SANITARY CONDITIONS IN THE CITY OF FIUME (RIJEKA) AT THE TURN OF THE 19 CENTURY
The Municipal Sanitary Commission (Commisione sanitaria municipale) was founded in Fiume (Rijeka) at the end of the 19th century. The well known physician of the municipal hospital, Dr. Antonio Grossich was its first president. In his inaugural speech he pointed out the mortality within the city during the last decade as 28 ‰. Based on the monthly reports from the municipal physicians, Dr. Giovanni Benzan evaluated the mortality within the city as 25,9 ‰ in 1900. Mortality of children under age of five accounted for almost half of the estimated mortality (11,4‰), while contribution of tuberculosis was the second (5,8‰). Feeding with cow milk caused considerable mortality among small children, thus pointing to the necessity for milk control in the market. He also proposed destruction and resettling the population from the inner city area with poor sanitary conditions. In his opinion, municipal authorities’ duty was to educate the population to promote hygiene, e.g. disinfection of homes and cloth, in order to prevent tuberculosis. Dr. Benzan complained about hygiene in the old inadequate school buildings, with technical faults. He proposed the systematic check-up of school children. He pointed out the importance of the new water supply system, that led to eradication of typhus in the city. The problem of dusty roads though remained, and his solution was to wash the streets. He promoted food control, hygiene in public places and disinfection of sewage water. His plans included building up of the new municipal hospital, waste incinerator, crematorium, public and sea-side bath, new hostel for workers immigrating into the city.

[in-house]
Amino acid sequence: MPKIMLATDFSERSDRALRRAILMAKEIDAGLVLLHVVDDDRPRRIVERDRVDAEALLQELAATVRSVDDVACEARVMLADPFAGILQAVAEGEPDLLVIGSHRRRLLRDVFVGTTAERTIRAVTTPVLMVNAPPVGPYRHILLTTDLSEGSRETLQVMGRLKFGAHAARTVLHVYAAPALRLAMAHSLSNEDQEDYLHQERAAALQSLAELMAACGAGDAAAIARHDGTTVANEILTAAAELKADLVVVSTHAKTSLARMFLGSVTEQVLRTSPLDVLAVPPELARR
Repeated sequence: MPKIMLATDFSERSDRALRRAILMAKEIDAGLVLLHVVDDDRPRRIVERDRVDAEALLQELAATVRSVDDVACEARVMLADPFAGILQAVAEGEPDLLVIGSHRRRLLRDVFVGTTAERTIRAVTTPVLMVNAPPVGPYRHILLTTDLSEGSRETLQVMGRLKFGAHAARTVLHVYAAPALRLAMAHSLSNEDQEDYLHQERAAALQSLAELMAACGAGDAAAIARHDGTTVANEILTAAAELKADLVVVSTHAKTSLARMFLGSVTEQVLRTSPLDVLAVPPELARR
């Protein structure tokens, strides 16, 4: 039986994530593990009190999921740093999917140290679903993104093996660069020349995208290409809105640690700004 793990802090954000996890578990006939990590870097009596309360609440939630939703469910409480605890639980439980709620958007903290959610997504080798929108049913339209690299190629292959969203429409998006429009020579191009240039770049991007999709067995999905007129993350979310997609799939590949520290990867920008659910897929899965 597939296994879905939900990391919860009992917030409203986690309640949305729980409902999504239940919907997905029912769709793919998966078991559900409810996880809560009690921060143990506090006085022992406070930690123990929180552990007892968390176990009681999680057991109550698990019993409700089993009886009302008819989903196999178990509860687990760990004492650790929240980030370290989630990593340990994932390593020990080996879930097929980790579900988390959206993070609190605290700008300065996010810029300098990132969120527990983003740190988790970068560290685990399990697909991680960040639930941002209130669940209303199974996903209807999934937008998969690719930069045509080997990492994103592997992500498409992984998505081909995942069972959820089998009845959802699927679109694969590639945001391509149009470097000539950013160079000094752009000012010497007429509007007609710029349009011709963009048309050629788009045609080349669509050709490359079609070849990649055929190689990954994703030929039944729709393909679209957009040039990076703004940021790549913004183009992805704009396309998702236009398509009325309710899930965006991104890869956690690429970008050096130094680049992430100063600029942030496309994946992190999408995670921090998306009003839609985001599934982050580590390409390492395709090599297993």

Key-words: Sanitary conditions, public health, 19th and 20th century, Fiume (Rijeka)